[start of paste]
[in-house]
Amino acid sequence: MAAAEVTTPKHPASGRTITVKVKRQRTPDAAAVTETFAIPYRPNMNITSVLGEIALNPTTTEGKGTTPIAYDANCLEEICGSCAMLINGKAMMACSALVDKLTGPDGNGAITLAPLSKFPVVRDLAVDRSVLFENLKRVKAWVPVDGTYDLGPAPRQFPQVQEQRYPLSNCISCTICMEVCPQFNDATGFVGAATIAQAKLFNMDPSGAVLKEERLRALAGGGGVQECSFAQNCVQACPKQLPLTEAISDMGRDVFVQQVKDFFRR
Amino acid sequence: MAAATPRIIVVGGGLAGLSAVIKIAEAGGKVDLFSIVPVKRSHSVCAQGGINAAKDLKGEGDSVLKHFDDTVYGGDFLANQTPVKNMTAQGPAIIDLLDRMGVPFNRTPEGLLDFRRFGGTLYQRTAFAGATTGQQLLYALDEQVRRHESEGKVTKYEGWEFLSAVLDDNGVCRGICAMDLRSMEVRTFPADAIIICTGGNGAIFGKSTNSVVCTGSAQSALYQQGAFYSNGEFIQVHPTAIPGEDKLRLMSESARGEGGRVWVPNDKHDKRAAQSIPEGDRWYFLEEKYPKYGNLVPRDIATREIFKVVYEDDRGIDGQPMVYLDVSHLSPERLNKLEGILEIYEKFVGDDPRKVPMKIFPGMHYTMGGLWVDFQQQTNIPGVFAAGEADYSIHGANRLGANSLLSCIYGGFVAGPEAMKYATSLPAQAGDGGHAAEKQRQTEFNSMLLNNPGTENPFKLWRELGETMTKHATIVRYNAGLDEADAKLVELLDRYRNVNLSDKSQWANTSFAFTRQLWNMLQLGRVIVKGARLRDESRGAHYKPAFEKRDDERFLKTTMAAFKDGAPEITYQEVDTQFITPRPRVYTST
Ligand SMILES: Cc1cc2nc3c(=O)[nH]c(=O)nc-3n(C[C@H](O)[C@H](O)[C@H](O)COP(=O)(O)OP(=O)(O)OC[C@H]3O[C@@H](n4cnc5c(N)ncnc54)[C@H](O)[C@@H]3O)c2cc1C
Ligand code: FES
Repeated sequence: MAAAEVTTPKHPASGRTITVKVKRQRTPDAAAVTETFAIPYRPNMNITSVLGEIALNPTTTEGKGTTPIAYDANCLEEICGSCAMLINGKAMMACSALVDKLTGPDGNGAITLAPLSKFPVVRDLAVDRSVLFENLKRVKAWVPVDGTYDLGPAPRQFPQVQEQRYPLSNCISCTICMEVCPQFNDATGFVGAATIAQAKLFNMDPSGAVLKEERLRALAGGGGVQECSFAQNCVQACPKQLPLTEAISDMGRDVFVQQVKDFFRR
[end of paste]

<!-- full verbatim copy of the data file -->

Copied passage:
[in-house]
Amino acid sequence: MAAAEVTTPKHPASGRTITVKVKRQRTPDAAAVTETFAIPYRPNMNITSVLGEIALNPTTTEGKGTTPIAYDANCLEEICGSCAMLINGKAMMACSALVDKLTGPDGNGAITLAPLSKFPVVRDLAVDRSVLFENLKRVKAWVPVDGTYDLGPAPRQFPQVQEQRYPLSNCISCTICMEVCPQFNDATGFVGAATIAQAKLFNMDPSGAVLKEERLRALAGGGGVQECSFAQNCVQACPKQLPLTEAISDMGRDVFVQQVKDFFRR
Amino acid sequence: MAAATPRIIVVGGGLAGLSAVIKIAEAGGKVDLFSIVPVKRSHSVCAQGGINAAKDLKGEGDSVLKHFDDTVYGGDFLANQTPVKNMTAQGPAIIDLLDRMGVPFNRTPEGLLDFRRFGGTLYQRTAFAGATTGQQLLYALDEQVRRHESEGKVTKYEGWEFLSAVLDDNGVCRGICAMDLRSMEVRTFPADAIIICTGGNGAIFGKSTNSVVCTGSAQSALYQQGAFYSNGEFIQVHPTAIPGEDKLRLMSESARGEGGRVWVPNDKHDKRAAQSIPEGDRWYFLEEKYPKYGNLVPRDIATREIFKVVYEDDRGIDGQPMVYLDVSHLSPERLNKLEGILEIYEKFVGDDPRKVPMKIFPGMHYTMGGLWVDFQQQTNIPGVFAAGEADYSIHGANRLGANSLLSCIYGGFVAGPEAMKYATSLPAQAGDGGHAAEKQRQTEFNSMLLNNPGTENPFKLWRELGETMTKHATIVRYNAGLDEADAKLVELLDRYRNVNLSDKSQWANTSFAFTRQLWNMLQLGRVIVKGARLRDESRGAHYKPAFEKRDDERFLKTTMAAFKDGAPEITYQEVDTQFITPRPRVYTST
Ligand SMILES: Cc1cc2nc3c(=O)[nH]c(=O)nc-3n(C[C@H](O)[C@H](O)[C@H](O)COP(=O)(O)OP(=O)(O)OC[C@H]3O[C@@H](n4cnc5c(N)ncnc54)[C@H](O)[C@@H]3O)c2cc1C
Ligand code: FES
Repeated sequence: MAAAEVTTPKHPASGRTITVKVKRQRTPDAAAVTETFAIPYRPNMNITSVLGEIALNPTTTEGKGTTPIAYDANCLEEICGSCAMLINGKAMMACSALVDKLTGPDGNGAITLAPLSKFPVVRDLAVDRSVLFENLKRVKAWVPVDGTYDLGPAPRQFPQVQEQRYPLSNCISCTICMEVCPQFNDATGFVGAATIAQAKLFNMDPSGAVLKEERLRALAGGGGVQECSFAQNCVQACPKQLPLTEAISDMGRDVFVQQVKDFFRR